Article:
Creative development + critical thinking
(can I really help you? Ask them.)
"I get you."
Back when I was just starting my mentorship sessions, the writing wiz who helped me with my About page made sure I overused & highlighted this phrase. That made me feel even less confident in my ability to help other creative people: I really do get you, but I still haven't found such a groundbreaking solution (that I can advertise like a used car salesman).
In fact, what I realised after years being in and out of all sorts of therapy, self-help programs, meditation practices and other mysticisms (that made people think I was so "Zen", when I was actually just numb) is this: all these helpers were lifting up my spirits just enough, until I had become a viable means in which to implant THEIR world views, their agendas, their projections.
That's dark, right? To trust someone just so they'd make you even more dependent on them.
I don't wanna be that person, so here's the deal about my Mentorship sessions:
1. I offer a custom educational service.
I'll teach you stuff and make a lot of suggestions on what to research + how to develop whatever creative ideas you bring to me.
You will be responsible for applying what you learned, and we'll have an ongoing conversation about what's working and what's not.
More info & refund policy: read my pre-session docs.
Testimonials: read them here.
2. I don't believe in "breakthroughs".
I could base all my advertising on the few clients that got into competitive Fashion courses after having a single Portfolio Advice session with me, but I'd be lying if I told you that's the whole story:
- They already had a substantial amount of high quality work, that just needed to be formatted;
- They went back to work, applied my advice - even though they had already produced very good work independently - and we kept discussing their portfolio presentation and personal statement over many emails back and forth.
If you're expecting to feel completely changed, inspired and motivated just by talking with me, you will eventually be VERY disappointed.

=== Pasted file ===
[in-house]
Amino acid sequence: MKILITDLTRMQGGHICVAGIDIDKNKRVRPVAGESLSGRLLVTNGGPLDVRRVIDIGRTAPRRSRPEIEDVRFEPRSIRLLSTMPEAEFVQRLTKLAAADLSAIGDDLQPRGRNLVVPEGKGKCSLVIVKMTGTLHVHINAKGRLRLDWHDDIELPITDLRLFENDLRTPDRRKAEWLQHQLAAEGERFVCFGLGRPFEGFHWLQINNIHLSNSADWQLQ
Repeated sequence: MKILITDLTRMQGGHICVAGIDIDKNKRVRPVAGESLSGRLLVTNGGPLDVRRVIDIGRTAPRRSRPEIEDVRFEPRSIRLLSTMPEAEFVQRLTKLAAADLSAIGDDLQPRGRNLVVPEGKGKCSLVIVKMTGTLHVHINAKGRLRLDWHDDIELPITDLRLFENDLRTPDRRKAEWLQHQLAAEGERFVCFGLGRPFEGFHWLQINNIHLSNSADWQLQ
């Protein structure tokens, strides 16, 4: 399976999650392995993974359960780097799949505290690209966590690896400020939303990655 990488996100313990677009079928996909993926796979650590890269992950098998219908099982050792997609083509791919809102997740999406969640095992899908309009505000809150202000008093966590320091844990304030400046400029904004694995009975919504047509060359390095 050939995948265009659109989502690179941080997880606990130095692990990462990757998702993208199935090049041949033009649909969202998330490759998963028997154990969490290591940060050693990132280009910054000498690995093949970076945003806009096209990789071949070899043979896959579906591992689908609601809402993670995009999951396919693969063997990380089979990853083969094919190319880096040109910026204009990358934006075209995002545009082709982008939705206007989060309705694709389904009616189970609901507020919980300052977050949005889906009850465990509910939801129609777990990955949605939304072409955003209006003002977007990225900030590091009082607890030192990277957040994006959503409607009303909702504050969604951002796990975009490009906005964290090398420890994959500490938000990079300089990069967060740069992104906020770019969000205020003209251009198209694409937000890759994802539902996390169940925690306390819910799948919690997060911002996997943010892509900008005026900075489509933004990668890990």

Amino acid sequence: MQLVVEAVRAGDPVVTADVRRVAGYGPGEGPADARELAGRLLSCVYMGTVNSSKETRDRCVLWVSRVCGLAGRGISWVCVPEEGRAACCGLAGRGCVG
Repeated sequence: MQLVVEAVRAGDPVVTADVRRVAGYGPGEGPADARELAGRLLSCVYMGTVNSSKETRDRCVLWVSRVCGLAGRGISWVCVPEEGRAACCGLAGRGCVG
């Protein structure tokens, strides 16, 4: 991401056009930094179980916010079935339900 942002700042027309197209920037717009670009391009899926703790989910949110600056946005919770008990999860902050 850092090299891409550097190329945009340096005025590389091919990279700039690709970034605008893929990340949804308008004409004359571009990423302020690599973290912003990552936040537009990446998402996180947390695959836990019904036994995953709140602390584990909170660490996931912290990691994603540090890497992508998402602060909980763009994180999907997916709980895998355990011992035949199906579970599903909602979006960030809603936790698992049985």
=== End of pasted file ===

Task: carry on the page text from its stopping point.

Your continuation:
3. I believe consistency and gentleness bring the most sustainable, long-term results.
Being the creative type kinda sucks: we feel a deep need to produce meaningful and personal work, so we end up sharing some of our most vulnerable spots.
And we're usually not the best with money, but have bougie tastes, while underpaid or non-paid "opportunities" are still very much a thing in our industry.
Meanwhile, Fashion courses are becoming increasingly more expensive, while many famous schools insist on an idealistic method of knocking the students down, to piece them back as the best version of themselves.That can be disastrous for many students, and virtually impossible without a lot of emotional support from their families, friends or partners.
I've been on both sides - the one crying and complaining, and the one comforting; to be honest, both are exhausting.
While I'm quite generous with my time, my ultimate goal is to teach you how to work independently and think for yourself - but that won't happen overnight.
There will be times when I'll have to be very firm and straightforward with you, and sometimes you'll find me a total pain in the ass who's impossible to please.
That's normal: TRY to apply the advice I've given you, then come back to me with enough material to discuss a different way for us to work together.
In time, you will find your own creative process and will just need me for quick feedback here and there, so our sessions will become more sparse.
And we may even become familiar enough with each other's work that a simple DM once in a while will suffice to talk over any questions you might have for a new project.